You need a plan before you can discuss tactics. Strategy is the plan and the brief is how the plan is executed.
Howard Ibach, CEO and instructor at Creative Brief Workshops LLC is on a mission: to equip account planners/management, creatives, and strategists with the tools, tactics and thought processes you need to give creative briefs the focus and attention that will make them the key to energizing the marketers and sparking ground-breaking, visionary ideas from the creative team. Because in his opinion, the creative brief is too often taken for granted and too easily underestimated.
He does this by teaching two online workshops, How To Write An Inspired Creative Brief and How To Write A Single-Minded Proposition. And he authored two graphic textbooks of the same titles. Both books provide much needed guidance to anyone struggling to create a brief in an environment of complexity and time pressure.
In 2021, he launched The Brief Bros., a video podcast, which he co-hosts with Henry Gomez, VP Director of Strategy at Zubi Advertising in Miami. The show airs every Wednesday and has already 91 episodes!
In this interview, Howard guides us past misconceptions concerning briefs today and enlightens us on why marketers are form Venus and creatives from Mars.
In your book, you advocate that a creative brief is and must be the first step of the creative process. Though in reality, this step is often overseen. How to convince any marketer, lead creative or creative director to take this first step seriously?
The creative won’t have an issue with this “first step” question, but the marketer might. The fact is, marketers too often use the creative process to figure out the strategy, when they should have or know the strategy before they write a brief. I am baffled at how anyone can write a brief without the strategy. You need a plan before you can discuss tactics. Strategy is the plan and the brief is how the plan is executed.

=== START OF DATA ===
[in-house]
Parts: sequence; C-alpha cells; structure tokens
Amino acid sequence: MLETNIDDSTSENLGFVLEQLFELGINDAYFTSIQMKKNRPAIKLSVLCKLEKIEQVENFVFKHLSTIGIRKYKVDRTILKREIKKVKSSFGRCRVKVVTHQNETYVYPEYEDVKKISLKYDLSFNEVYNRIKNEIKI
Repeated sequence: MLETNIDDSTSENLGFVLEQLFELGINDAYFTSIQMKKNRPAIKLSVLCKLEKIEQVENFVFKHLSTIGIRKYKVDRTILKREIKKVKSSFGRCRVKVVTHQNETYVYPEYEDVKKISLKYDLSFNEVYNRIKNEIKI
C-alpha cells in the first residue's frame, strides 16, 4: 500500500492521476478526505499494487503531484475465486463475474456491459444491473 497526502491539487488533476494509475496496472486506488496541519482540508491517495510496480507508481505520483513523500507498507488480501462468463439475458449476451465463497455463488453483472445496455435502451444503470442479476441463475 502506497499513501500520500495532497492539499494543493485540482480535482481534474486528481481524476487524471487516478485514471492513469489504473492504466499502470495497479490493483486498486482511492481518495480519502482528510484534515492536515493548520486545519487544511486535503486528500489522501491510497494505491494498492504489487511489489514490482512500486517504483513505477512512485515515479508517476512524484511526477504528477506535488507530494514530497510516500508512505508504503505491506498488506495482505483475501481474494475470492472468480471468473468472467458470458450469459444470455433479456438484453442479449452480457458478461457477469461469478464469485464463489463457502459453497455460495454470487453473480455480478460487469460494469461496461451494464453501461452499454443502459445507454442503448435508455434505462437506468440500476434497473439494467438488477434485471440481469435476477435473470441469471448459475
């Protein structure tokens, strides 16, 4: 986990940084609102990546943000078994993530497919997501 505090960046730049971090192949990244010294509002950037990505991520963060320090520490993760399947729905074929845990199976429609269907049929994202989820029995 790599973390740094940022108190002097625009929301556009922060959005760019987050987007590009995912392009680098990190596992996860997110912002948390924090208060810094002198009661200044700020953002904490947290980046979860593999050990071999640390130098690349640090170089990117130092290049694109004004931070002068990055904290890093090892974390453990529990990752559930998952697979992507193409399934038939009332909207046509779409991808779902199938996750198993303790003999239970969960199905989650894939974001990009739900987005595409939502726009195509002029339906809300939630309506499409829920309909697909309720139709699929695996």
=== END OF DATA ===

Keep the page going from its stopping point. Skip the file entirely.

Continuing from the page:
When an agency receives a brief from a client, what is the best next step to do? Take it as it is, no questions asked, or debrief the brief back to the client.
Every agency relationship is different. Traditionally, the agency responds to the client brief with its own brief. Sometimes they share their “creative” brief with the client. Sometimes they don’t. Some clients don’t provide anything resembling a “client” or “creative” brief to their agency.
Too often, the brief from the client is woefully inadequate: unclear, uninspiring, incomplete.
In a healthy, mutually respectful client-agency relationship, the briefing process runs smoothly, expectations are clear, direction from the client is clear and the work moves along smoothly. But that’s rare.
With your 37 years of experience as a creative and creative director, what was the turning point in your career where you realized optimizing the creative brief process is the answer to many frustrations in the agency world?
I knew something was amiss long before I could articulate the problem. Lots of creatives feel this way. They know the brief is weak but they can’t quite put their finger on what it needs. Some creatives are better at identifying weaknesses in the briefs than others, but eventually, with enough experience under their belts, most creatives figure out not only that a brief is poorly written, but also why. So I knew early on, perhaps within a few years of starting my career, that briefs and briefing were not always good or an expected part of an agency’s process. But not until I was a creative director did I speak up and offer to train my account staff in writing better briefs.
How do you avoid the client telling you what to do? How do you avoid the need wanting to kill your client?